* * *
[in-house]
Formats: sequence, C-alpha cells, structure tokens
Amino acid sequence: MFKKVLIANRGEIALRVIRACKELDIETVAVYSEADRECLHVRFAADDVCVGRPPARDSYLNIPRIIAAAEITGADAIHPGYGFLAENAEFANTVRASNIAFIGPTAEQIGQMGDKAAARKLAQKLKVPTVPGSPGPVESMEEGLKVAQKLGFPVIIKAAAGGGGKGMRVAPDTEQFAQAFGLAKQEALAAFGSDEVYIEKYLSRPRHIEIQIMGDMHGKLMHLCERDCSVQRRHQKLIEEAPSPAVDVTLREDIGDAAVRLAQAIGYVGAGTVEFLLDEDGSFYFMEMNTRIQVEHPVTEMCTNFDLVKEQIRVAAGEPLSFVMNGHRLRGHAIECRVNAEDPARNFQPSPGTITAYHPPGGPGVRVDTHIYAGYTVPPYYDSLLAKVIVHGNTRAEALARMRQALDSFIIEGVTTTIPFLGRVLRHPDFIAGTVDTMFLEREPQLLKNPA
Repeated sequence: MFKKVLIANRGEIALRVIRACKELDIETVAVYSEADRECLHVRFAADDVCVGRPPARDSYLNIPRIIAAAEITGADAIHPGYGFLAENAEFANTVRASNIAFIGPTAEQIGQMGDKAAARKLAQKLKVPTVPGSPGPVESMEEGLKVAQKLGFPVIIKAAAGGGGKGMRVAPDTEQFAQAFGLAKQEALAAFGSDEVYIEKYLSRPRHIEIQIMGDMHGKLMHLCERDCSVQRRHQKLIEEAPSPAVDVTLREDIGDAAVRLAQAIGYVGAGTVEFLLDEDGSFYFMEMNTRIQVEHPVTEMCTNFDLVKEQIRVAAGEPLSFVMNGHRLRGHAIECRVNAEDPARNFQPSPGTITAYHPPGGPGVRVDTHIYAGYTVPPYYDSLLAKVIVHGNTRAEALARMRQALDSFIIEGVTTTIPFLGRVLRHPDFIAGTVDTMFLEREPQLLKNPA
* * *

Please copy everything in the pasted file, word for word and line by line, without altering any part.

[in-house]
Formats: sequence, C-alpha cells, structure tokens
Amino acid sequence: MFKKVLIANRGEIALRVIRACKELDIETVAVYSEADRECLHVRFAADDVCVGRPPARDSYLNIPRIIAAAEITGADAIHPGYGFLAENAEFANTVRASNIAFIGPTAEQIGQMGDKAAARKLAQKLKVPTVPGSPGPVESMEEGLKVAQKLGFPVIIKAAAGGGGKGMRVAPDTEQFAQAFGLAKQEALAAFGSDEVYIEKYLSRPRHIEIQIMGDMHGKLMHLCERDCSVQRRHQKLIEEAPSPAVDVTLREDIGDAAVRLAQAIGYVGAGTVEFLLDEDGSFYFMEMNTRIQVEHPVTEMCTNFDLVKEQIRVAAGEPLSFVMNGHRLRGHAIECRVNAEDPARNFQPSPGTITAYHPPGGPGVRVDTHIYAGYTVPPYYDSLLAKVIVHGNTRAEALARMRQALDSFIIEGVTTTIPFLGRVLRHPDFIAGTVDTMFLEREPQLLKNPA
Repeated sequence: MFKKVLIANRGEIALRVIRACKELDIETVAVYSEADRECLHVRFAADDVCVGRPPARDSYLNIPRIIAAAEITGADAIHPGYGFLAENAEFANTVRASNIAFIGPTAEQIGQMGDKAAARKLAQKLKVPTVPGSPGPVESMEEGLKVAQKLGFPVIIKAAAGGGGKGMRVAPDTEQFAQAFGLAKQEALAAFGSDEVYIEKYLSRPRHIEIQIMGDMHGKLMHLCERDCSVQRRHQKLIEEAPSPAVDVTLREDIGDAAVRLAQAIGYVGAGTVEFLLDEDGSFYFMEMNTRIQVEHPVTEMCTNFDLVKEQIRVAAGEPLSFVMNGHRLRGHAIECRVNAEDPARNFQPSPGTITAYHPPGGPGVRVDTHIYAGYTVPPYYDSLLAKVIVHGNTRAEALARMRQALDSFIIEGVTTTIPFLGRVLRHPDFIAGTVDTMFLEREPQLLKNPA